Jan 26, 2008
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Perth, WA
Colin - this one's for you. One of my faves taken in your part of the world (sort of - its where your lot go for cheap boozy hols :rofl:). Taken with a cheapish point and shoot that happens to be waterproof
That's a good picture, great colours on the nudibranch (sea slug).

Maybe I'm getting there.
In the last few pictures you took, the camera is focusing on other items in the tank and not the actual fish. You can see this where the filter and hornwort are in focus and the fish is a little blurry. Digital cameras focus on big items first and struggle with smaller items, especially if they are moving. Make sure the fish is in the middle of the picture and give the camera a second to focus on it. Then click.

Keep taking pictures tho, it doesn't cost anything except recharging the camera. Go snap happy and take thousands, put them on your computer and delete most of them, maybe keep a couple that are tip top good. :)

After taking a set of photos on a digital camera, upload them to your pc and then format the memory card in the camera. If you take photos and delete some and keep some, take more and delete more, the memory card becomes fragmented and you can lose pictures. If you upload each set of pictures to a computer and then format the card after each photo shoot, the data on the memory card won't become fragmented and you won't lose images.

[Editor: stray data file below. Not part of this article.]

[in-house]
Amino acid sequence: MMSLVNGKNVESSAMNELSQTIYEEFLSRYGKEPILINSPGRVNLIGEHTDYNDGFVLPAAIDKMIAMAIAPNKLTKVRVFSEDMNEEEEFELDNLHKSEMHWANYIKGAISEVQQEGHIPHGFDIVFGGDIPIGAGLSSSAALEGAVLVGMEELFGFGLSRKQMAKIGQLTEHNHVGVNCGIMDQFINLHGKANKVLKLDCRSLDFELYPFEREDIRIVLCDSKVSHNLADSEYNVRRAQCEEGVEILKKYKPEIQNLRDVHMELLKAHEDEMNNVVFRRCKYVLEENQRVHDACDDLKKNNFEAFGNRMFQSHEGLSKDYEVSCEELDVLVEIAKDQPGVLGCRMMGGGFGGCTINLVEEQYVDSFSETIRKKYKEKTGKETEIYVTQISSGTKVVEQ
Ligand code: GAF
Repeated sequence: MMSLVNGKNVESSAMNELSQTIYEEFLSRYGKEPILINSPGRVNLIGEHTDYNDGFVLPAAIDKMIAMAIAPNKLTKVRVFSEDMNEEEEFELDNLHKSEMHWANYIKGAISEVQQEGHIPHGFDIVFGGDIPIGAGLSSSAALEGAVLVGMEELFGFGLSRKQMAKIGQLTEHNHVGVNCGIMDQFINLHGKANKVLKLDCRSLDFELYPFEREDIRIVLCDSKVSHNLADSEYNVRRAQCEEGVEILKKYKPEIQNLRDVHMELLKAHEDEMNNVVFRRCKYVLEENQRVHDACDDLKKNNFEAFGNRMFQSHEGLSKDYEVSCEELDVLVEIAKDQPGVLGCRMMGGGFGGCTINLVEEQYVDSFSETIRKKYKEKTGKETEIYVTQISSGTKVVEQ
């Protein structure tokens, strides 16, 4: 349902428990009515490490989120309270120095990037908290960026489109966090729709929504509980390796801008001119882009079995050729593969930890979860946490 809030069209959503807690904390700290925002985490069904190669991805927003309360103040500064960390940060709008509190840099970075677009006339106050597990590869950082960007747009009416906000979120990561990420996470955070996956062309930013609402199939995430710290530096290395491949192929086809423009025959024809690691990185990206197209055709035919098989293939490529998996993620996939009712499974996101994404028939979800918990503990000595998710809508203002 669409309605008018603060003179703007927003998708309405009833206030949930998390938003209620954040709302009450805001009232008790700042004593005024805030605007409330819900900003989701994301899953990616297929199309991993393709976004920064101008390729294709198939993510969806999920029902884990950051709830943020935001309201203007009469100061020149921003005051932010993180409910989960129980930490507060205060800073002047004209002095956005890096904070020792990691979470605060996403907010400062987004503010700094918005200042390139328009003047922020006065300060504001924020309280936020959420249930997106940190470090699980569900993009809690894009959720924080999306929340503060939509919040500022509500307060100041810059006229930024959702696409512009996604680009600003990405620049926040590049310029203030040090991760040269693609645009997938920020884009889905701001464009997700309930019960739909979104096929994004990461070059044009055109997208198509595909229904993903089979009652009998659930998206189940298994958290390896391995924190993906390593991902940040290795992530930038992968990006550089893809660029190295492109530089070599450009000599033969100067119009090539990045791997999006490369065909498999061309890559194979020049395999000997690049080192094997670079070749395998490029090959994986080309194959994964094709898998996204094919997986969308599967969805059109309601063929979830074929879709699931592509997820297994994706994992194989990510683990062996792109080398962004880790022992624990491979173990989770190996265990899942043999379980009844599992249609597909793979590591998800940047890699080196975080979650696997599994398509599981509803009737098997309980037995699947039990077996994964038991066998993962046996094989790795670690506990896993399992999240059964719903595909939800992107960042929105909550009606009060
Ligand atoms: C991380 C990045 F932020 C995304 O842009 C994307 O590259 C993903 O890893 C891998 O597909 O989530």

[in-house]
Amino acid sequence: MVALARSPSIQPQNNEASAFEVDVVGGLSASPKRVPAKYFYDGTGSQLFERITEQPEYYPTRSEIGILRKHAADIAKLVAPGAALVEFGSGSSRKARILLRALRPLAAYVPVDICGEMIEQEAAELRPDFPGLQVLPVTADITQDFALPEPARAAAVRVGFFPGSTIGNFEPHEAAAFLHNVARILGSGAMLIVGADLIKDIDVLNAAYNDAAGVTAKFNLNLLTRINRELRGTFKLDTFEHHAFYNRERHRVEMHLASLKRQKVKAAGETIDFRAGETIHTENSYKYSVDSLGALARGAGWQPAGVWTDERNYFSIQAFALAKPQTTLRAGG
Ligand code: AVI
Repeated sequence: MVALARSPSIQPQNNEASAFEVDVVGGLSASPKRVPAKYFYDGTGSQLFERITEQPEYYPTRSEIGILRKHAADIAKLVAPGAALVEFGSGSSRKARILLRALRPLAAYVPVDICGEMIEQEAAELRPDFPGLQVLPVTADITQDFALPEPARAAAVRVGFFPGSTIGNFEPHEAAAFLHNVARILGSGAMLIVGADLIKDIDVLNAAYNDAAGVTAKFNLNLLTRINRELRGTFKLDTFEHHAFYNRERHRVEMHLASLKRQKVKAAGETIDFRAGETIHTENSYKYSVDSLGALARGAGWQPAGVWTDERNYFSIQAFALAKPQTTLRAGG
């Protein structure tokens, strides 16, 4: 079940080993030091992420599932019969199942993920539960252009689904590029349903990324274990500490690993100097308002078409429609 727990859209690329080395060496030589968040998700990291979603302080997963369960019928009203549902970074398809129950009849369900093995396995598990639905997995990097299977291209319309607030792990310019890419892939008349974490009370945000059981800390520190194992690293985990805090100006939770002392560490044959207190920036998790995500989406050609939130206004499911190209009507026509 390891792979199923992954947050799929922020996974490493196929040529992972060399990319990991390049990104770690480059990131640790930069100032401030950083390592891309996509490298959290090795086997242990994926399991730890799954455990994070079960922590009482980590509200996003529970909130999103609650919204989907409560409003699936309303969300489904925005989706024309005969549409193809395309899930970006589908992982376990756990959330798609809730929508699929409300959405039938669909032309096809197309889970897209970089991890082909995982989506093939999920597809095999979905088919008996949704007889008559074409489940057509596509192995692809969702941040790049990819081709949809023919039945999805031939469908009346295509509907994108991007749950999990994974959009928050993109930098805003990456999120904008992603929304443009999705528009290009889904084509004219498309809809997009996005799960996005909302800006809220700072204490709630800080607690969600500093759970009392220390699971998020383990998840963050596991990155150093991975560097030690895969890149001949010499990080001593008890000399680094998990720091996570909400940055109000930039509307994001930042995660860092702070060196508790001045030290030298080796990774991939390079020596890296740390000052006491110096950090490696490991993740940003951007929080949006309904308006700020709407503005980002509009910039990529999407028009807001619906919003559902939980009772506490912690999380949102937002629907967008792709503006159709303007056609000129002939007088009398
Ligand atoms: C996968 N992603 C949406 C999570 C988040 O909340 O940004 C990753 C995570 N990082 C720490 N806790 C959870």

Formatting the memory card clears everything on it but also resets the gates in the chip inside the card.


Feb 16, 2008
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Clearly have too much time on my hands but happy to blame @Back in the fold :) for starting the thread.

I wondered what would happen if I just dropped the underwater camera into the tank and left it running. Two perspectives, not particularly happy with either but I learnt enough to know what to do next time :rolleyes:

Spoiler alert: lots of characins


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